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Verrucae are warts that can be found anywhere on the foot but commonly occur on the soles of the feet. They can even be found around the edges of nails.

They are harmless but in some circumstances they develop on a weight bearing area of the foot where they are likely to be painful. Some strains of verrucae spread very quickly and can become unsightly.

How do I know I have a verruca?
The classic appearance is cauliflower like, sometimes containing small black dots. They can vary in size and numbers. Sometimes a verruca can quickly spread into a cluster made up of many tiny verrucae.

A simple diagnostic test is to pinch the skin (like you would squeeze a spot) where you think you may have a verruca. If it hurts, you may have a verruca. Corns tend not to hurt if you pinch them, but hurt if you press them. Pressing a verruca is generally painless.

How do I treat my verruca?
Evidence has shown that, in many cases, the body’s defence mechanism, the immune system, will recognise the virus and fight the infection. Due to the nature of the virus, this may take many months to happen. Letting nature heal the verruca is the best and safest course of action. For painful, unsightly verrucae, or ones which are spreading, you may choose to self treat or seek professional help from a podiatrist.

Never self treat if you have diabetes, poor circulation, are pregnant or have any other conditions affecting the health of your feet. If you have diabetes, check with a podiatrist or your pharmacist before self treating.

What happens if I decide to seek treatment?
The podiatrist will carry out an assessment of your general health as well as your foot health before deciding on a treatment plan.

Acid based treatments:
This involves ointments or liquids containing acids, which are usually stronger than over the counter preparations, being applied to the verruca. These acids act by carefully and gently destroying the very surface of the skin that the virus has infected. The podiatrist will apply the treatment to the skin at two weekly intervals after removing the overlying skin the treatment has destroyed. Immediately after treatment the affected foot needs to be kept dry for three to five days.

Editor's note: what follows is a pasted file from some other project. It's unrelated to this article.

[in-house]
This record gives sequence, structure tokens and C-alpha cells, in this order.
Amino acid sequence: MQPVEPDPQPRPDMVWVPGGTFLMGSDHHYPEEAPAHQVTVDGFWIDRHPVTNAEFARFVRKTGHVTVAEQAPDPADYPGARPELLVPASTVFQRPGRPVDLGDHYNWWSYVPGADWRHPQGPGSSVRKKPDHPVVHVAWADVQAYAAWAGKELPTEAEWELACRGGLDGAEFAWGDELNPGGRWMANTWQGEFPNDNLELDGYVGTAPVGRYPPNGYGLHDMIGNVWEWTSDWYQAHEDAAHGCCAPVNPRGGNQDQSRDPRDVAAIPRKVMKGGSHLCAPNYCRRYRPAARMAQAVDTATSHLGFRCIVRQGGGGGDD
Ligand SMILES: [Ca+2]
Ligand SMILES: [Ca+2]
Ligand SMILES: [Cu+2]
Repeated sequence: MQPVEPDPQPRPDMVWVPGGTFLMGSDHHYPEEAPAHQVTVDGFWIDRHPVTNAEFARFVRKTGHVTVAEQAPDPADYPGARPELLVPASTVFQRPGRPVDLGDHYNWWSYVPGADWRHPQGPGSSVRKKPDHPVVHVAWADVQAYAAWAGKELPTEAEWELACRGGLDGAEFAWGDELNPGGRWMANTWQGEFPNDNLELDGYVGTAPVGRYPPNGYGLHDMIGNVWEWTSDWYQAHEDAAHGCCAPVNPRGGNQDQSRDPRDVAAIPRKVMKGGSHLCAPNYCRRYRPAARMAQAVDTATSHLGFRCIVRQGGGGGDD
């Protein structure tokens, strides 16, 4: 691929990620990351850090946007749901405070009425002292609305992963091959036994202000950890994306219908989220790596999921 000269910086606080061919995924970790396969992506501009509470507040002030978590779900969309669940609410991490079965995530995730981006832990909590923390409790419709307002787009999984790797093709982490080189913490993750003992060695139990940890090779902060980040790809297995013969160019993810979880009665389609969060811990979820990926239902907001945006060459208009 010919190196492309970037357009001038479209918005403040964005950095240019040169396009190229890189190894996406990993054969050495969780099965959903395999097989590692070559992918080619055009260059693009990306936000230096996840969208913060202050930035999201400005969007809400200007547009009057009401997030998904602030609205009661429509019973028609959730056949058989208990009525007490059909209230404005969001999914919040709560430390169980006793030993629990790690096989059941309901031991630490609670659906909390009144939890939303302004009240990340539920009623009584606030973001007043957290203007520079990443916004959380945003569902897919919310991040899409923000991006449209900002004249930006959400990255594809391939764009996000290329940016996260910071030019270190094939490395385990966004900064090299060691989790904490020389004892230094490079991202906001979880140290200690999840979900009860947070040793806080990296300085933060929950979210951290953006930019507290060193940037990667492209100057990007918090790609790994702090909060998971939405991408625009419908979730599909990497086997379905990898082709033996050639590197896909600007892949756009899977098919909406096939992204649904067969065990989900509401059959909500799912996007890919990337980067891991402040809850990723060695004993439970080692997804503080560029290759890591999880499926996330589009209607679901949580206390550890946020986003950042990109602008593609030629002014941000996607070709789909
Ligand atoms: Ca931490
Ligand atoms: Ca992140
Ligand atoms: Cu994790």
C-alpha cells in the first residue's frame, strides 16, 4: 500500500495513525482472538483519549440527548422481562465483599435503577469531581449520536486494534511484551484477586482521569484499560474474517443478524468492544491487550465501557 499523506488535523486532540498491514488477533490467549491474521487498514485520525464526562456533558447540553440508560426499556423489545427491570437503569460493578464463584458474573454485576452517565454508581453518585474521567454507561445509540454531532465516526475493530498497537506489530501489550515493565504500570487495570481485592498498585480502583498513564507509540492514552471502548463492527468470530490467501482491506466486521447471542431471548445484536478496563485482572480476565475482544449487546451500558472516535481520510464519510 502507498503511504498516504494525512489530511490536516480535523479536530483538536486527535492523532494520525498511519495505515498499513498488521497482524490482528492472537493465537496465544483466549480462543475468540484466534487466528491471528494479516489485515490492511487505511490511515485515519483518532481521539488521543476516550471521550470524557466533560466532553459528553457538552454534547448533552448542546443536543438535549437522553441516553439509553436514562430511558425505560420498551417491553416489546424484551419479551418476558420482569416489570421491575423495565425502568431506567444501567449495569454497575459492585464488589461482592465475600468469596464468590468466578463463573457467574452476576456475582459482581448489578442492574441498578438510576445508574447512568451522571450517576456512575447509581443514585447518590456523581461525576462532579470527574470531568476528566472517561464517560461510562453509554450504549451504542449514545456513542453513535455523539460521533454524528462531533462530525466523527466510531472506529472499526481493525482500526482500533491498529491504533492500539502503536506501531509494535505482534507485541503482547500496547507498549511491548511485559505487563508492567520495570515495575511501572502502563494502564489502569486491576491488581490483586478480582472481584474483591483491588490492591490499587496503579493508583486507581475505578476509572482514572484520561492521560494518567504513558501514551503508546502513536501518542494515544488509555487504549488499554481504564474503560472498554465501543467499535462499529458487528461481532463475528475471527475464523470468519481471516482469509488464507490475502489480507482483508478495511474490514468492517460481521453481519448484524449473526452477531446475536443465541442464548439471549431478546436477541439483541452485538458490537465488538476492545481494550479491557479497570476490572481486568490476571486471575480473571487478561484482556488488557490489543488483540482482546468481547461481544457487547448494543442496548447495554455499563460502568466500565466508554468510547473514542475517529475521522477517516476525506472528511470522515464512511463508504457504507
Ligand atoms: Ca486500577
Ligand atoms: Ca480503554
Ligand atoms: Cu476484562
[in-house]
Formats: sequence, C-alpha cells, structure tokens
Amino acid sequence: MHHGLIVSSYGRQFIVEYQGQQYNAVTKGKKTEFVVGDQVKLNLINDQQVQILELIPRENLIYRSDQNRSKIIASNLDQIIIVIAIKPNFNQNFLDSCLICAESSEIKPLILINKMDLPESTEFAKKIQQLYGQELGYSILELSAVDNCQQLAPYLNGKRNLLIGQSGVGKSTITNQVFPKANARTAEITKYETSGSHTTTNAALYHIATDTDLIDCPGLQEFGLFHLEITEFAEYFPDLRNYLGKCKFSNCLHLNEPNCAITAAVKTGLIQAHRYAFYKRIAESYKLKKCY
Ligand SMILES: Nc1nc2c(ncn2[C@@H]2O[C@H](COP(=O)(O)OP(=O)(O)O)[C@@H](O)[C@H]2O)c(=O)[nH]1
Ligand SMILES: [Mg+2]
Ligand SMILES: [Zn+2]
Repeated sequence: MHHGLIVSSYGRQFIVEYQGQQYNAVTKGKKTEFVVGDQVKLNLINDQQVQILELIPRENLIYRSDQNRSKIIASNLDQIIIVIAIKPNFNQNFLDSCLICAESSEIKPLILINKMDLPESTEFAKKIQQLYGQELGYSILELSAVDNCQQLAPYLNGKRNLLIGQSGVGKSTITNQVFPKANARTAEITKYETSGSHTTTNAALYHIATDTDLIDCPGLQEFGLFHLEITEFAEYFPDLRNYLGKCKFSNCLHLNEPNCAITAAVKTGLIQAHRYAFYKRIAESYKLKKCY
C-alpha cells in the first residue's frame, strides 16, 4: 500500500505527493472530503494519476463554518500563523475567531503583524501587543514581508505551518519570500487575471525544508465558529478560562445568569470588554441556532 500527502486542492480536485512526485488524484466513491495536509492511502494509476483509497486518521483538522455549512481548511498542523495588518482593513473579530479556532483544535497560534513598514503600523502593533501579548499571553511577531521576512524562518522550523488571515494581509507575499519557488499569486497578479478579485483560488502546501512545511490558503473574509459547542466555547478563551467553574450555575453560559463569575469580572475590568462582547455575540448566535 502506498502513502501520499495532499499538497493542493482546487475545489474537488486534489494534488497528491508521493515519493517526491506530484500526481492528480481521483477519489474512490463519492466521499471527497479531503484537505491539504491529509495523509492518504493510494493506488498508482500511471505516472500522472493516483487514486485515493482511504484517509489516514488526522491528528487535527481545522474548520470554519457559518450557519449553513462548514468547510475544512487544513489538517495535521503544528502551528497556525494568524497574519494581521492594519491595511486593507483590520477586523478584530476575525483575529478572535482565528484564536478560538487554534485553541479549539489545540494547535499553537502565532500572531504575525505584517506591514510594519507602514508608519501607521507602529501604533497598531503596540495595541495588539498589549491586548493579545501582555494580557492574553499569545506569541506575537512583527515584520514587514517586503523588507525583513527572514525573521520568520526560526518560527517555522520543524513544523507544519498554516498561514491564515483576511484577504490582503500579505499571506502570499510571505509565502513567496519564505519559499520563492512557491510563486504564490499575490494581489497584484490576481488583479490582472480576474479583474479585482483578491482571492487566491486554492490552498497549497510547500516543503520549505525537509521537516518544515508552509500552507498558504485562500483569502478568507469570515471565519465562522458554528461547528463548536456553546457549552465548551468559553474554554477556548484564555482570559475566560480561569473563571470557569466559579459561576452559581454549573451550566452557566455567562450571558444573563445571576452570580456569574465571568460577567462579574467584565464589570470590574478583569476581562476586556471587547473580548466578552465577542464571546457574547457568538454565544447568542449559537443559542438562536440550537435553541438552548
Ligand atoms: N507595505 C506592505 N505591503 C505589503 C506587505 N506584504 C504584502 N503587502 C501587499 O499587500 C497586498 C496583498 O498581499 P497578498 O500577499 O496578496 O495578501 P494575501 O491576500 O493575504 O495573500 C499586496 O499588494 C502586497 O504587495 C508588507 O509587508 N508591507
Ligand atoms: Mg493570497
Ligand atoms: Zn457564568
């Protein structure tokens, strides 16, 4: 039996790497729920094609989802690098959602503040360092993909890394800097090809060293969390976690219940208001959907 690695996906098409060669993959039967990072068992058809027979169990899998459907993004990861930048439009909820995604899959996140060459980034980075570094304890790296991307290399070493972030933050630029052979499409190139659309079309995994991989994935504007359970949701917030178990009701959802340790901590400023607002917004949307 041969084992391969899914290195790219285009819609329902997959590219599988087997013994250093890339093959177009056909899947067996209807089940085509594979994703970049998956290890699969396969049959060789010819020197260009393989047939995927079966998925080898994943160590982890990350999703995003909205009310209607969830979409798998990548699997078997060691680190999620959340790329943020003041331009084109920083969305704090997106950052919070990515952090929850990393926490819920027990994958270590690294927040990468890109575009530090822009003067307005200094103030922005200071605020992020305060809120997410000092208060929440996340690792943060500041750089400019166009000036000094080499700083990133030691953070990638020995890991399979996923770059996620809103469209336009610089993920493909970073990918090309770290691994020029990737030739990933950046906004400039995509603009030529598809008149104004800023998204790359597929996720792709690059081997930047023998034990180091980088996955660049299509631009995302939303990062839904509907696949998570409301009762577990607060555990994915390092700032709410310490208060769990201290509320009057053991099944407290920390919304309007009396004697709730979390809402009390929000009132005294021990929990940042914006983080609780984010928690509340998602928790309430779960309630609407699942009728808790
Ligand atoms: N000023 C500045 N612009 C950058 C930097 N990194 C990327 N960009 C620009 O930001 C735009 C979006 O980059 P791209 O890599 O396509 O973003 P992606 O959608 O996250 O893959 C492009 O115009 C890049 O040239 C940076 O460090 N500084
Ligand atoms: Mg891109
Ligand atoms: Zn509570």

After leaving the clinic, the treated verruca may become sore as the acid begins to work. Most people experience either no pain or some discomfort. This usually wears off after a day or two and it is advised that you persevere with the treatment. But if the acid produces an inflammatory reaction and the affected area begins to throb, then you are advised to remove the dressing and soak the foot in warm salt water for 5 minutes to prevent the treatment from working any further. Contact the clinic if the verruca becomes very painful, and we will advise you or ask you to come in for a check-up.

This involves freezing the verruca with liquid nitrogen or nitrous oxide gas. This needs to be done at approximately three weekly intervals before the verruca is fully healed.

However, it can lead to soreness and blistering in some people. You can still swim after this treatment, but it’s not advised for sensitive or anxious children.

Electrosurgery and excisional Surgery
Electrosurgery involves the use of a local anaesthetic and destroys the the tissue using heat. Excisional surgery uses a scalpel to remove the affected tissue. We don’t do this at Footzone but will refer on if we feel this is an appropriate line of treatment.